Even a year ago, Orban and Kaczynski could still be dismissed as loonies and fruitcakes. They were irritants, for sure, but lacked charisma and had no reach outside their own small parishes. Merkel’s view of Europe was the consensus. When Macron took the Elysée, it was hoped that normal service would resume and Europe would be purged from grubby thoughts about migrants. Merkel’s case for a common European policy on refugees seemed likely to win.
But the elections in Italy and Austria changed all that. Having populists in former Soviet bloc states is one thing: having them running western European states is quite another. The balance of power keeps changing, shifting ever further away from Merkel. The incoming prime minister of Slovenia, Janez Jansa, is a migration hardliner and, like many others in the Balkan region, he sees Europe’s political future as being represented by Budapest rather than Berlin. The nationalist Sweden Democrats are riding high in the polls ahead of the September elections. And even they blanch at the asylum policies being proposed by the left in Denmark. The reality in Europe is moving far faster than the political debate in Brussels.
So what to do? Merkel now stands as the charity case, not the powerbroker. Macron offers her some respite, saying that he’ll help her by taking back the few asylum seekers in Germany who registered first in France. But far more refugees will have registered first in Italy, and the odds on its new government taking them back are slim. In Austria, Kurz is focusing on a plan to force refugees to apply for asylum before they enter the EU. When Austria assumes the EU’s rotating presidency next month, Kurz will make this a centrepiece of his agenda.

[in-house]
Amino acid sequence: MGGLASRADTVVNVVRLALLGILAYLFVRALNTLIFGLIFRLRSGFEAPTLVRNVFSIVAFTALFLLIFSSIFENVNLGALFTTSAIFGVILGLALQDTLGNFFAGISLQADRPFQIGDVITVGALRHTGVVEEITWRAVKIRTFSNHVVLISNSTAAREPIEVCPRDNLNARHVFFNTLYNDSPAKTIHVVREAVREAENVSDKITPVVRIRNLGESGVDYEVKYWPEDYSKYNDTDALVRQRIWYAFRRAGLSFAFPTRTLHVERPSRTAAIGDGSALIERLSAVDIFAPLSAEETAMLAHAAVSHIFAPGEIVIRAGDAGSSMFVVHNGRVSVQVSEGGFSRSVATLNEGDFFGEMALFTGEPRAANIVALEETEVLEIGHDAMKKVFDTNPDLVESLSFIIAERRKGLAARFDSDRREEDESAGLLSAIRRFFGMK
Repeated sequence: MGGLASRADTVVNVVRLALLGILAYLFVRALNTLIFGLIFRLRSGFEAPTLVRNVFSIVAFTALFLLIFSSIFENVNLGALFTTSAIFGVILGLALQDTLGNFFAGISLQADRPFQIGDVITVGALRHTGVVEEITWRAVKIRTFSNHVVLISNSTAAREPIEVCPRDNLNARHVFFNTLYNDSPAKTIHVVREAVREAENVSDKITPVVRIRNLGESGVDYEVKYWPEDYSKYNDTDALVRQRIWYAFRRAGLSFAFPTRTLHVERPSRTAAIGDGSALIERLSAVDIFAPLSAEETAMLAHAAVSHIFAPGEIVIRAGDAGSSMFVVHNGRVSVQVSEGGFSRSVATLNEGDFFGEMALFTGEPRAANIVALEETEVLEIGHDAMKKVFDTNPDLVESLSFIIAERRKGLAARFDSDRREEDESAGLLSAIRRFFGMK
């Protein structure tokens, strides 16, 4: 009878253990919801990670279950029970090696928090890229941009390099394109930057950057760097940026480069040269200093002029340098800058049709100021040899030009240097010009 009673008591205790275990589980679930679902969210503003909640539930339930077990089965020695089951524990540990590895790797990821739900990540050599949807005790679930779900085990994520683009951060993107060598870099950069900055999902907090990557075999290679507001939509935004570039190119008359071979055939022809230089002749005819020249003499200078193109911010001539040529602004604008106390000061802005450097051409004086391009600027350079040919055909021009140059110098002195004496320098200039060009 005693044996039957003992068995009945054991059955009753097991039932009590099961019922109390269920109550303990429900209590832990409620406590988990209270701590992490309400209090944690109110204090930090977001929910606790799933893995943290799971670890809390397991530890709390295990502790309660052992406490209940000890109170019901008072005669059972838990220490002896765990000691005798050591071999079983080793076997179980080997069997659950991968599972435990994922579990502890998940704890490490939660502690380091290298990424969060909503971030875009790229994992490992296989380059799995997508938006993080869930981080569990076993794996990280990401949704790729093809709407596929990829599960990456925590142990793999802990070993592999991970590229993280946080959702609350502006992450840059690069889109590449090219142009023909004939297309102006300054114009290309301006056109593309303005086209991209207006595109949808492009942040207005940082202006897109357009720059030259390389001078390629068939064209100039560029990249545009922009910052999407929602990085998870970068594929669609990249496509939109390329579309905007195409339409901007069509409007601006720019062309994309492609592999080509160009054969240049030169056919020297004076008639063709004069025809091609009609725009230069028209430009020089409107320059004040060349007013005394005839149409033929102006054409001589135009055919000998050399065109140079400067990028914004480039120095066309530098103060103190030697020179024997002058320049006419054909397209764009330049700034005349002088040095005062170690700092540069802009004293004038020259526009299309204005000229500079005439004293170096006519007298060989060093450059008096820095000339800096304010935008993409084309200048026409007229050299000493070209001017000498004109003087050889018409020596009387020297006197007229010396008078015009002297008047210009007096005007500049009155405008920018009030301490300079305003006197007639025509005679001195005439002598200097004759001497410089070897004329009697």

Kurz’s stance is unacceptable to Merkel. Belgium and the Netherlands are also protesting because they fear that what Austria and Italy want is a fortress Europe and that forcing migrants to apply from overseas centres will lead to inhumane migration detention camps, as seen in Australia. But can she fight against it?
If Merkel wants to stay in power in Germany, she will need to be wary of the politicians in her own CDU ranks who are closer to Seehofer. Yes, many have now come out in her support — but only because they dislike Seehofer’s gaudy style and the anti-European noise coming from CSU leaders in Bavaria. But if Merkel is increasingly seen as a busted flush, more voters in CDU heartlands may turn elsewhere. If her leadership recently took them to their worst election results since 1949, what might await them after more years of Merkel in power?
Whatever Merkel now chooses to do will cause her reputation to crumble. If she escalates the conflict with Seehofer — and fires him from government — it may be the end of the German centre-right as the party of government. If she goes along with Austrian and Italian demands to turn back migrants and create a fortress Europe, she will be admitting that her open-door policy on migration killed her own vision of a Europe that is welcoming to people fleeing from oppressive governments. She has run out of good options, as well as political authority. She might limp on in Germany for a few more years yet, but her long reign in Europe has ended.